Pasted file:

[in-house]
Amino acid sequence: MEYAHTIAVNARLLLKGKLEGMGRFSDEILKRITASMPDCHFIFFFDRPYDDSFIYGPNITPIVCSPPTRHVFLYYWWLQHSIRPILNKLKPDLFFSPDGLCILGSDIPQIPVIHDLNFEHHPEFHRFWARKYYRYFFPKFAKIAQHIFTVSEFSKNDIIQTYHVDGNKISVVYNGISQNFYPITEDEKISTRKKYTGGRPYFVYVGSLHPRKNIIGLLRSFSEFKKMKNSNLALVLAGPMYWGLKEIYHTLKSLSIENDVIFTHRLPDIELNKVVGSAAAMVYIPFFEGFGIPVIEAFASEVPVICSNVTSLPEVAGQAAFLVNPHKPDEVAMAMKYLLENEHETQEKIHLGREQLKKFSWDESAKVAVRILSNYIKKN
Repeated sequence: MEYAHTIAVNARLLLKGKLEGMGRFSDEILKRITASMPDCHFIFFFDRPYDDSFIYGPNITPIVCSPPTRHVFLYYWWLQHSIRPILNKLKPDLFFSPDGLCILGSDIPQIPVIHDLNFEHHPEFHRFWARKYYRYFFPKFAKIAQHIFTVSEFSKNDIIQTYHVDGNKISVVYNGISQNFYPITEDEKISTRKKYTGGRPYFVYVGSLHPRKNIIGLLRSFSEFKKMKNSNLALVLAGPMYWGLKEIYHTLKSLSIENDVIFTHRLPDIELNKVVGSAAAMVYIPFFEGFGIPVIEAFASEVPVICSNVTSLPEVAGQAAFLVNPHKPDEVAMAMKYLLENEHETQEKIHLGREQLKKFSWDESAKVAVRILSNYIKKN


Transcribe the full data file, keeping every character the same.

[in-house]
Amino acid sequence: MEYAHTIAVNARLLLKGKLEGMGRFSDEILKRITASMPDCHFIFFFDRPYDDSFIYGPNITPIVCSPPTRHVFLYYWWLQHSIRPILNKLKPDLFFSPDGLCILGSDIPQIPVIHDLNFEHHPEFHRFWARKYYRYFFPKFAKIAQHIFTVSEFSKNDIIQTYHVDGNKISVVYNGISQNFYPITEDEKISTRKKYTGGRPYFVYVGSLHPRKNIIGLLRSFSEFKKMKNSNLALVLAGPMYWGLKEIYHTLKSLSIENDVIFTHRLPDIELNKVVGSAAAMVYIPFFEGFGIPVIEAFASEVPVICSNVTSLPEVAGQAAFLVNPHKPDEVAMAMKYLLENEHETQEKIHLGREQLKKFSWDESAKVAVRILSNYIKKN
Repeated sequence: MEYAHTIAVNARLLLKGKLEGMGRFSDEILKRITASMPDCHFIFFFDRPYDDSFIYGPNITPIVCSPPTRHVFLYYWWLQHSIRPILNKLKPDLFFSPDGLCILGSDIPQIPVIHDLNFEHHPEFHRFWARKYYRYFFPKFAKIAQHIFTVSEFSKNDIIQTYHVDGNKISVVYNGISQNFYPITEDEKISTRKKYTGGRPYFVYVGSLHPRKNIIGLLRSFSEFKKMKNSNLALVLAGPMYWGLKEIYHTLKSLSIENDVIFTHRLPDIELNKVVGSAAAMVYIPFFEGFGIPVIEAFASEVPVICSNVTSLPEVAGQAAFLVNPHKPDEVAMAMKYLLENEHETQEKIHLGREQLKKFSWDESAKVAVRILSNYIKKN